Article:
Kaylynne talked about the uniqueness of each cohort’s vibe. She noted that for her, each cohort develops its own unique set of leaders, motivators, humorists, and tutors. Further, each cohort has different peaks related to different affinity groups and different locations. By the end of each cohort, there was a sense of familiarity that emerged from going through something challenging together and leaning on each other to do it.
That hard-won feeling from a DS4A cohort requires careful maintenance. Even as the intensity of that experience fades, the degree of connection remained as Kaylynne wrote references, recommendations, and introductions for DS4A alumni and had the same done for her.
Kelly noted that the feeling of security she wants to build is important. If fellows get laid off? No problem. If a fellow has trouble finding work? No big. She is working to create a community that has each other’s backs and will help each of us help ourselves on the next steps of our journeys. Kelly also pointed out the value of real life meetups and the work she wants to do to integrate the virtual and in-person components of the community we are building.
For Scott, the experience of community building has been about the phrase “lifting as we climb and climbing as we lift.” Scott had often heard the “lift as you climb” from entrepreneurs and other data scientists he respected. That said, he felt like there was more to do and more nuance required.
One of the best experiences of being a community manager for Scott has been that dual process of both lifting up other fellows as well as climbing and learning from his experiences connecting with other alumni fellows. In the process of helping others – the lift – we increase our own bandwidth and skills – the climb.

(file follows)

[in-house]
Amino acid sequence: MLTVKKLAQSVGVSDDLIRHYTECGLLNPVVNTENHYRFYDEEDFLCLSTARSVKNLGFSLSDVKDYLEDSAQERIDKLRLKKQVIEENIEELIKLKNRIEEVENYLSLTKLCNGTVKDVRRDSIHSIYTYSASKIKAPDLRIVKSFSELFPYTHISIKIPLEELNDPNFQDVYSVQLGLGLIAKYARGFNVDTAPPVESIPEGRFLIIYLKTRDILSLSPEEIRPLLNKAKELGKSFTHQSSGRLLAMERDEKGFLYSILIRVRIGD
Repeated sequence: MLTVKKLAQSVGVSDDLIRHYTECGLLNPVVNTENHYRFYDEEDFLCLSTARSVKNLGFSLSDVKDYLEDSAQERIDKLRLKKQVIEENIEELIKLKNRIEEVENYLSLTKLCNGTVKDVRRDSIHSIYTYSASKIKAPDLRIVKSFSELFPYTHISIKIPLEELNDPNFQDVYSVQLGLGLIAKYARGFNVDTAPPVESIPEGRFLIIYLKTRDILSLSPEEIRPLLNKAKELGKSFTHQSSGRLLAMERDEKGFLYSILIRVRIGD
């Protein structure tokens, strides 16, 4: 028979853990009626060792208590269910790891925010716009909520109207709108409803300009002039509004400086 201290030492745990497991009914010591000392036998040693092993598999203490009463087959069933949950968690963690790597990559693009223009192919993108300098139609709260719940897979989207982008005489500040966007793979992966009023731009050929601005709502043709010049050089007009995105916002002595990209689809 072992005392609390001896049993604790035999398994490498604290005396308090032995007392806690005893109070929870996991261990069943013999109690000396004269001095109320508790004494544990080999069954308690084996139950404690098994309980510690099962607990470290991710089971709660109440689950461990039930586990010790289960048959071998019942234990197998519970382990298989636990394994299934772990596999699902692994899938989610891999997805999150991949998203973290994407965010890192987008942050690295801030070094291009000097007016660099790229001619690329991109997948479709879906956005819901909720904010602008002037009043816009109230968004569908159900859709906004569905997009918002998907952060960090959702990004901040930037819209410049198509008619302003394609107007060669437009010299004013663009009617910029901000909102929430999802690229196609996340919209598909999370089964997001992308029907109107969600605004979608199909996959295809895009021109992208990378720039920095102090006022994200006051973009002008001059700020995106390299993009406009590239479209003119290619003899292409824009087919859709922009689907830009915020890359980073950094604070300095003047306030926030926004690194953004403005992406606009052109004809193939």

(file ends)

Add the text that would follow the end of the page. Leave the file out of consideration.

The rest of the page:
Kaylynne described her pride in the behind-the-science infrastructure work she has done. She was a big part of building out the Discord server that was a big part of the community’s evolution. She pointed out how that work has helped her learn about building virtual spaces for online communities. She also expressed her pride in the alumni newsletter, and how alumni want to be involved and know what’s going on by staying connected to the program.
Kelly highlighted her pride in the one-on-one work she has done. She feels most proud of her work helping someone out in their journey and building relationships with incredible people.
Scott highlighted his pride in seeing other people take up the mantle of community building. A big part of Scott’s experience in cohort 2 was creating opportunities for other fellows to have positive leadership experiences. He’s been proud to see alumni fellows step up and do their own work to connect and build community based on the work that he and the other community leads have done.
Though it’s been a challenging process, our community team is continuing its work to build up and connect fellows from across different cohorts and bring out the network effects – sometimes called the flywheel – that will enable the current and future cohorts of DS4A/Empowerment to excel.